However, bad questions are a problem for the site.

  • the sooner they are closed, the better. Nobody likes their question to be closed, but even more so when it has answers or up votes.
  • people will imitate open questions, and in particular they will think that it's ok to post a bad question if they see another bad question left open.
  • the community is still in beta, and the scope is still in beta. For this reason, the community is still "learning" what is ok and what is not ok. This makes some high rep users queasy about casting close votes.

On the other hand, as moderators, we do respect the community. The same users that can cast close votes, can also cast reopen votes. Any closure can be changed by the community. So the questions you call "controversial" are not controversial enough to convince five high rep users to reopen the question.

In other words, a question that is not reopened by the community is an indication that the closure was acceptable to the community.

Moderators have never closed a question reopened by the community, or reopened a question closed by the community.

Futhermore, it so happens that three moderators on this site are actually high rep users as well. And to be more precise, Fabian and I are also the two highest reputation users. Your suggestion would prevent us from casting votes. I don't think it's fair, and you should agree if your aim is to enable high reputation users and not simply engage the moderators.

This is not to say that we do not make mistakes. Of course we do, and we will. However, we discuss internally all closures where we are not 100% sure on what to do - either among skeptics mods or among stack exchange mods in general.

So what does this mean? It means that many times, where you see closed by "moderator", there are 2 or three high rep users agreeing on the closure.

Finally, if we can, we will always try to fix the question instead of closing. The problem is that in many cases there is nothing to save of the original question, or fixing it would radically change the meaning. So editing is out of the question, and we leave a note, which many users choose to ignore.

  • I think mods should in most cases treat themselves like high rep users so if 3 mods agree on closing the question, then fair enough, worthy of closure. I've just noticed that alot questions that are closed usually only have one person attached to it. But I wasn't aware that there was internal discussion going on. In that case, just for transparency sake, maybe the other mods that were involved in the discussion could also cast a close vote before the question gets closed. It will then look less like just one person is making the decision. – Samuelson May 12 '11 at 13:17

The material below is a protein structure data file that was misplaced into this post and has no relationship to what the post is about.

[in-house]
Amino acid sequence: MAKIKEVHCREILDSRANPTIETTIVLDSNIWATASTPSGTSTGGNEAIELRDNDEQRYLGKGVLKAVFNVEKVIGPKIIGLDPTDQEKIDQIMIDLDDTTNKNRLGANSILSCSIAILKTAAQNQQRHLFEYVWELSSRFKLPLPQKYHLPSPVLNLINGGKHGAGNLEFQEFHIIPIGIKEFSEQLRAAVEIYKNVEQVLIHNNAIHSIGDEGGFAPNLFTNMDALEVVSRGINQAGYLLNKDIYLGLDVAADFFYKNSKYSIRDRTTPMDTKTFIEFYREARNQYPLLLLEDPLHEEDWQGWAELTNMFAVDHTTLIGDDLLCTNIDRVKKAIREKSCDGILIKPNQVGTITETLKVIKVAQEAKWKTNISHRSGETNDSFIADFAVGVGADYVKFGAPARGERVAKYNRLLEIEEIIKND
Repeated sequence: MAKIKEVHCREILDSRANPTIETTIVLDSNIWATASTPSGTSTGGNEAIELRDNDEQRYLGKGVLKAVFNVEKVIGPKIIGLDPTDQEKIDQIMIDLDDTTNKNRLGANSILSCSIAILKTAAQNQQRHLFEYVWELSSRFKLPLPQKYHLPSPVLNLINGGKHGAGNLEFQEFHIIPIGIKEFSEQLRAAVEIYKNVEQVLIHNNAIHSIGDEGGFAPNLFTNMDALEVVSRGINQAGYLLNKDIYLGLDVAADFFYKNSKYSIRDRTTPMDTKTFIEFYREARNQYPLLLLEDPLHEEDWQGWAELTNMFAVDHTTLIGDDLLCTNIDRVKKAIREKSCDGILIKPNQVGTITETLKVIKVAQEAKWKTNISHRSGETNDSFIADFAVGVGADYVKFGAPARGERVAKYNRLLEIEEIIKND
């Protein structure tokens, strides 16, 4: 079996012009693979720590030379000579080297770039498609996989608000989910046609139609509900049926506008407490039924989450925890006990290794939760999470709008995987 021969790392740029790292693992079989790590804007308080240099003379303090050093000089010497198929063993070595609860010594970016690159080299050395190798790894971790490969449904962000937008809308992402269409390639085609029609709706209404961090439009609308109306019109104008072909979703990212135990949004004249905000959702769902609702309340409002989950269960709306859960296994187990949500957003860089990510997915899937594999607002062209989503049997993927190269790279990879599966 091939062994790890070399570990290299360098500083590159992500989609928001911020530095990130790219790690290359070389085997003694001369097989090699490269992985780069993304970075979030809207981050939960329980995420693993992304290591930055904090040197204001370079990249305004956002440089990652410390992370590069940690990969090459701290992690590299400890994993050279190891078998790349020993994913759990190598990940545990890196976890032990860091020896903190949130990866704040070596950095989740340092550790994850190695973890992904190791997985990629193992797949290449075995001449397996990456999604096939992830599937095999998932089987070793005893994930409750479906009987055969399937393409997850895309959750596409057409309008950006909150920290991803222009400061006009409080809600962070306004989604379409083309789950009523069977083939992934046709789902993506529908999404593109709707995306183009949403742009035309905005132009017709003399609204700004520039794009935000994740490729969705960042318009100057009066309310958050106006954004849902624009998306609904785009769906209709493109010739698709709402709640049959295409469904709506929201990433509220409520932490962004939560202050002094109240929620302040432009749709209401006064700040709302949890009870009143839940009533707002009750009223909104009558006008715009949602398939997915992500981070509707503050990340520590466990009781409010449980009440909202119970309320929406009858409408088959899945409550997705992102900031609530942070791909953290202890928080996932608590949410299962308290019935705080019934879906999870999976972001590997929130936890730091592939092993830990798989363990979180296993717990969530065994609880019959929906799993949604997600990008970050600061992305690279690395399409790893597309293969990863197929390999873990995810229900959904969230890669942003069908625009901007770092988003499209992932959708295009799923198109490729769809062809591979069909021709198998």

• @stickman, it's just not possible. Once any mod casts a close vote, the question is closed. There is no special "vote to close as a user" "close the question as a mod" difference in the interface. There's just "close". – Sklivvz May 12 '11 at 13:53
2

To reiterate my previous rants in one answer:

  • This site has a scope problem, people don't understand what is on or off topic
  • We get plenty of Yahoo answer type questions and they get plenty of upvotes, even though questions should be off topic they have the support of the community
  • I've tried flagging questions and putting a single close vote against poor questions, but it normally takes a meta post before the moderators act
  • Crap questions yield crap answers or no answers. We have a reasonable number (7%) unanswered questions and you will notice poorly written / should be off-topic type questions usually have anecdotal, uncited, or citing one study type answers

As @Shog9 said, ideally you want the community deciding to close questions, but it just doesn't happen here, even on the worst of questions. In lieu of this the moderators close what they feel appropriate.

I don't see people discussing questions that should be closed in meta, so I don't actually "see" a big problem. If you want the voice of the community then use meta to discuss. I appear to be the only person on meta debating with the moderators. If you feel there are a bunch of questions that should be closed (or shouldn't have) please bring it up in meta.

You can't criticise if you are not doing anything, the community exists on meta. Don't bring this up in comments on a question, people don't review every question.

  • Interesting post. However: do you think we should moderate more or moderate less? – Sklivvz Sep 21 '11 at 12:17
  • @Sklivvz - I think you guys (moderators) do the best you can. I think the community should be stepping up and helping to moderate more. No need for flags if the community jumps on poor quality questions early and either edits or closes. – going Sep 21 '11 at 22:49
-2

I asked a similar question on the meta of a sister site.

https://boardgames.meta.stackexchange.com/questions/525/should-moderators-be-able-to-close-questions-unilaterally

My feeling was that a moderator should have a "supervote" (of three), but not all five needed to close a question. Meaning that s/he'd need two more from the community, or at least another moderator with three votes.